Legislating conscience into contract: Panacea or pandora's box?

Research output: ThesisMaster's ThesisResearch

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Abstract

Chapter 11 of the Property Agents and Motor Dealers Act 2000 (Qld) and the Retail Shop Leases Act 1994 (Qld) both introduce procedural requirements to the process for creation of land contracts and were both introduced to address a perceived lack of conscience in each of the industries affected. These represent a recent broadening of the ambit of consumer protection legislation in Queensland which deviates from more traditional methods of statutory intervention in into land contracts. This paper focuses on the extent to which the Acts effectively introducing a conscience element into certain land contracts, and the extent to which this alters classical contract law. The effectiveness of the approach is then tested against the critiques of two alternative theories of law - law and economics and feminist contract theory - to see whether the legislative approach answers the deficiencies in contract identified within the terms of each theory.
Original languageEnglish
QualificationMaster of Science
Awarding Institution
  • Queensland University of Technology
Supervisors/Advisors
  • Butler, Desmond, Principal Supervisor, External person
Award date9 Feb 2007
Publisher
Publication statusPublished - 3 Dec 2008
Externally publishedYes

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conscience
act
Law
contract theory
consumer protection
legislation
industry
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economics

Cite this

Galloway, K. (2008). Legislating conscience into contract: Panacea or pandora's box?. Queensland University of Technology, Faculty of Law.
Galloway, Kathrine. / Legislating conscience into contract : Panacea or pandora's box?. Queensland University of Technology, Faculty of Law, 2008. 179 p.
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title = "Legislating conscience into contract: Panacea or pandora's box?",
abstract = "Chapter 11 of the Property Agents and Motor Dealers Act 2000 (Qld) and the Retail Shop Leases Act 1994 (Qld) both introduce procedural requirements to the process for creation of land contracts and were both introduced to address a perceived lack of conscience in each of the industries affected. These represent a recent broadening of the ambit of consumer protection legislation in Queensland which deviates from more traditional methods of statutory intervention in into land contracts. This paper focuses on the extent to which the Acts effectively introducing a conscience element into certain land contracts, and the extent to which this alters classical contract law. The effectiveness of the approach is then tested against the critiques of two alternative theories of law - law and economics and feminist contract theory - to see whether the legislative approach answers the deficiencies in contract identified within the terms of each theory.",
author = "Kathrine Galloway",
year = "2008",
month = "12",
day = "3",
language = "English",
publisher = "Queensland University of Technology, Faculty of Law",
school = "Queensland University of Technology",

}

Galloway, K 2008, 'Legislating conscience into contract: Panacea or pandora's box?', Master of Science, Queensland University of Technology.

Legislating conscience into contract : Panacea or pandora's box? / Galloway, Kathrine.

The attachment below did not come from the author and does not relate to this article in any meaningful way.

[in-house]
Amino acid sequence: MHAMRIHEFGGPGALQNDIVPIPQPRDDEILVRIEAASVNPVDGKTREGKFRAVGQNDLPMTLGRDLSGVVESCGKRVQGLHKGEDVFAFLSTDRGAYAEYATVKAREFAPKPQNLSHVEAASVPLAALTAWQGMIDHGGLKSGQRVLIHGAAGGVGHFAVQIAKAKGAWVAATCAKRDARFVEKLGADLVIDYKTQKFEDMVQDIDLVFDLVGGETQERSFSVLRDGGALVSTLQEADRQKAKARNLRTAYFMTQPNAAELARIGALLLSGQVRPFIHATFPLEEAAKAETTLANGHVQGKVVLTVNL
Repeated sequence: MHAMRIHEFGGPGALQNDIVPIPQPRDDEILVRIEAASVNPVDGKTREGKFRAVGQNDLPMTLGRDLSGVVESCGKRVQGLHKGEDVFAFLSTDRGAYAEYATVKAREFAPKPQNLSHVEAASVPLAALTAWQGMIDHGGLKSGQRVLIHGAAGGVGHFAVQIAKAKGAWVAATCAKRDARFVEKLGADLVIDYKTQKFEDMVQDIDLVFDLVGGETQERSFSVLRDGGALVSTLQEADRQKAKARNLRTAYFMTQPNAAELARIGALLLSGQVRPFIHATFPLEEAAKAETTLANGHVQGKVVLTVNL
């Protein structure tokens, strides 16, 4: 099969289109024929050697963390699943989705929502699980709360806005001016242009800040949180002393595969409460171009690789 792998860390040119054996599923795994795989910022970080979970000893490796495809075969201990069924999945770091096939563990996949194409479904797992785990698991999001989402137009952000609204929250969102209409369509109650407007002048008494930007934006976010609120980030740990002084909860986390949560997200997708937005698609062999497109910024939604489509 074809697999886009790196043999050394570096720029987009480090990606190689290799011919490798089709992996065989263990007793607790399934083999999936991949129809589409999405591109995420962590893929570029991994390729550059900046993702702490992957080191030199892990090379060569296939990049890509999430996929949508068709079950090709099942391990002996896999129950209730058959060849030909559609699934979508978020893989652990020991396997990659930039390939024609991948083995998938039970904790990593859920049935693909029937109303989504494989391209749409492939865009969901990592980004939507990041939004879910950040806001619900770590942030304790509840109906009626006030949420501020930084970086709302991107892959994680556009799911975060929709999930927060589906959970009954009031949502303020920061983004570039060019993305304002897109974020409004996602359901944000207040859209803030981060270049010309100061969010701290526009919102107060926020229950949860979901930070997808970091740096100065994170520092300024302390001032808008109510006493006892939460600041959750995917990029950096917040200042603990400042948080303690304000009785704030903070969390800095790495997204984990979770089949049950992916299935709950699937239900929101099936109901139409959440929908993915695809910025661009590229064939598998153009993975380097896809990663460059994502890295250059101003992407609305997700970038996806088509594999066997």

Queensland University of Technology, Faculty of Law, 2008. 179 p.

Research output: ThesisMaster's ThesisResearch

TY - THES

T1 - Legislating conscience into contract

T2 - Panacea or pandora's box?

AU - Galloway, Kathrine

PY - 2008/12/3

Y1 - 2008/12/3

N2 - Chapter 11 of the Property Agents and Motor Dealers Act 2000 (Qld) and the Retail Shop Leases Act 1994 (Qld) both introduce procedural requirements to the process for creation of land contracts and were both introduced to address a perceived lack of conscience in each of the industries affected. These represent a recent broadening of the ambit of consumer protection legislation in Queensland which deviates from more traditional methods of statutory intervention in into land contracts. This paper focuses on the extent to which the Acts effectively introducing a conscience element into certain land contracts, and the extent to which this alters classical contract law. The effectiveness of the approach is then tested against the critiques of two alternative theories of law - law and economics and feminist contract theory - to see whether the legislative approach answers the deficiencies in contract identified within the terms of each theory.

AB - Chapter 11 of the Property Agents and Motor Dealers Act 2000 (Qld) and the Retail Shop Leases Act 1994 (Qld) both introduce procedural requirements to the process for creation of land contracts and were both introduced to address a perceived lack of conscience in each of the industries affected. These represent a recent broadening of the ambit of consumer protection legislation in Queensland which deviates from more traditional methods of statutory intervention in into land contracts. This paper focuses on the extent to which the Acts effectively introducing a conscience element into certain land contracts, and the extent to which this alters classical contract law. The effectiveness of the approach is then tested against the critiques of two alternative theories of law - law and economics and feminist contract theory - to see whether the legislative approach answers the deficiencies in contract identified within the terms of each theory.

M3 - Master's Thesis

PB - Queensland University of Technology, Faculty of Law

ER -

Galloway K. Legislating conscience into contract: Panacea or pandora's box?. Queensland University of Technology, Faculty of Law, 2008. 179 p.